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Firearm Make, Model, Rarity, Condition, History and Art Part 2
Conclusion to the Finer Points of Gun Collecting
If interest in the make, model, and conditions of a firearm are taking a back seat there seem to be a renewed interest in artistic value as well as the rarity and history of guns for sale.
When talking about rare guns, it is important to bear in mind the maxim “just because a gun is rare doesn’t make it valuable, but only if there is significant interest. There may only be about 5 examples of a particular gun left, but the market is not yet saturated unless at least three people want these guns.
Nevertheless, there has been considerable interest in cornering specific variations of pieces within a certain collecting field. There has been a sudden revival of the philosophy of collecting a set of pieces of a specific model each with a different set of variations. As you can imagine the rarer the variation the more impressive the collection. In some of the new collecting fields, when a research is published about a rare variation a sudden interest in these variations often ensues.
Then those guns that have a special history as in the application of the piece in a historical event or the ownership of the same make and model by a famous historical character. This interest is equal to historians as well as the general public. One important side effect is the greater interest and understanding of the importance of proper documentation needed to accompany such a gun. Without this, any historically attributed item may not actually justify the considerable price or the attention to details in preserving such fine specimens.
Then there are those guns that feature a fine and even elaborate engraving, etching and craftsmanship for aesthetic reasons. These are obviously valued for their artistic value. This market is best served by the impressive artist of the 18th to 20th centuries. The interest in adding individual engravings has all but died out. And none too soon as many attractive firearms of yore were horribly besmirched by an industrious though inexperienced hand.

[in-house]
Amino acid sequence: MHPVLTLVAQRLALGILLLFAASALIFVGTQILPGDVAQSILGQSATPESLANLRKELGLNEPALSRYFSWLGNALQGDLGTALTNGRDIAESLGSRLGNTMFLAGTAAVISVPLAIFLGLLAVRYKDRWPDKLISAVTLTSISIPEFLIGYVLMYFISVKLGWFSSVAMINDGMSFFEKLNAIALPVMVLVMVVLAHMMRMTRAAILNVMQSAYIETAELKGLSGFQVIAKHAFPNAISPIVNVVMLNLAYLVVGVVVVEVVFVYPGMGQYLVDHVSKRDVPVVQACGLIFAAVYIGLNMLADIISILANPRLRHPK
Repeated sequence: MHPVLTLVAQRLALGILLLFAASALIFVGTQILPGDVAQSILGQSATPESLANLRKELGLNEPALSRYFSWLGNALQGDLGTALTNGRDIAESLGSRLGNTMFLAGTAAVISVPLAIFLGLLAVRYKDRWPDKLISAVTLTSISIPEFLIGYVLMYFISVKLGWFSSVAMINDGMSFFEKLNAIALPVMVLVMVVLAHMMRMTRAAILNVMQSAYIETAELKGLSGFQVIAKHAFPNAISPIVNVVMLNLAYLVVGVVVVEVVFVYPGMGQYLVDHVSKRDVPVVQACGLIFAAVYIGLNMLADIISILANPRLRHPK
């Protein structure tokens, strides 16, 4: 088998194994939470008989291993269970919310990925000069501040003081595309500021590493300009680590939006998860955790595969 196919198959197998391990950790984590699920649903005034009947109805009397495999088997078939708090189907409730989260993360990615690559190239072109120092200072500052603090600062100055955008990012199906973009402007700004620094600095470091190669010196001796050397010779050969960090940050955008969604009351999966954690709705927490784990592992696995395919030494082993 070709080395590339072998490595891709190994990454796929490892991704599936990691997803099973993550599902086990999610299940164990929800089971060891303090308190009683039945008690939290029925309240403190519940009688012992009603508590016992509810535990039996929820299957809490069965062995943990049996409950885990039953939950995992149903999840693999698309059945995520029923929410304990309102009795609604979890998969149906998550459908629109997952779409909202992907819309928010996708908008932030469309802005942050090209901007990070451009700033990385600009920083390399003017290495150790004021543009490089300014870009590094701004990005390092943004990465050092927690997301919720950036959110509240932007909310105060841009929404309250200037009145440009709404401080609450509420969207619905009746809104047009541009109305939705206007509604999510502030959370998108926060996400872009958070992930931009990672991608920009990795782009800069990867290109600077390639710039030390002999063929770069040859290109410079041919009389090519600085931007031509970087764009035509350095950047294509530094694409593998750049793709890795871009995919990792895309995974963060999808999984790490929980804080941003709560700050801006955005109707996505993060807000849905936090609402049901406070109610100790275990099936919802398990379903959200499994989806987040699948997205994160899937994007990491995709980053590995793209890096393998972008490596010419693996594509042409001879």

Remember that mass-produced or factory-engraved commemorative, which can be found in great abundance is not the same as factory-custom made engravings. Some of the major manufacturers worked this model class to death and the market was filled with commemoratives that never increased in value.
Some of these were produced on a limited scale, with numbers as low as a dozen or the low hundreds. This means that some collectors who have used a specific model as their platform to feature these commemorative editions will pay a premium price for the specific variation.
The lowest prices are typically found by those non-factory commemoratives that you often see depicted in a one-page magazine ad. While these special variations and commemorative probably have a high sentimental value with certain people, they typically remain in a secondary market and are sold at a reduced price from original value.
While on the topic of engraving, the market on custom firearms is worth a small mention. As a rule of thumb, the customized and modified guns for sale you see do not have values increased by these details, actually, the resale value may be lessened due to these alterations. There are some very specific niche fields of interest in the works of acclaimed gunsmiths such as Neidner & Pope from the 19th and 20th centuries.
Furthermore, special competition fields may also have better values for certain modifications, especially when sold among fellow competitors. Other than this, it is important to understand that amendments like this will enhance a personal love and use of a gun not necessarily improve the value of the piece as a collector’s item.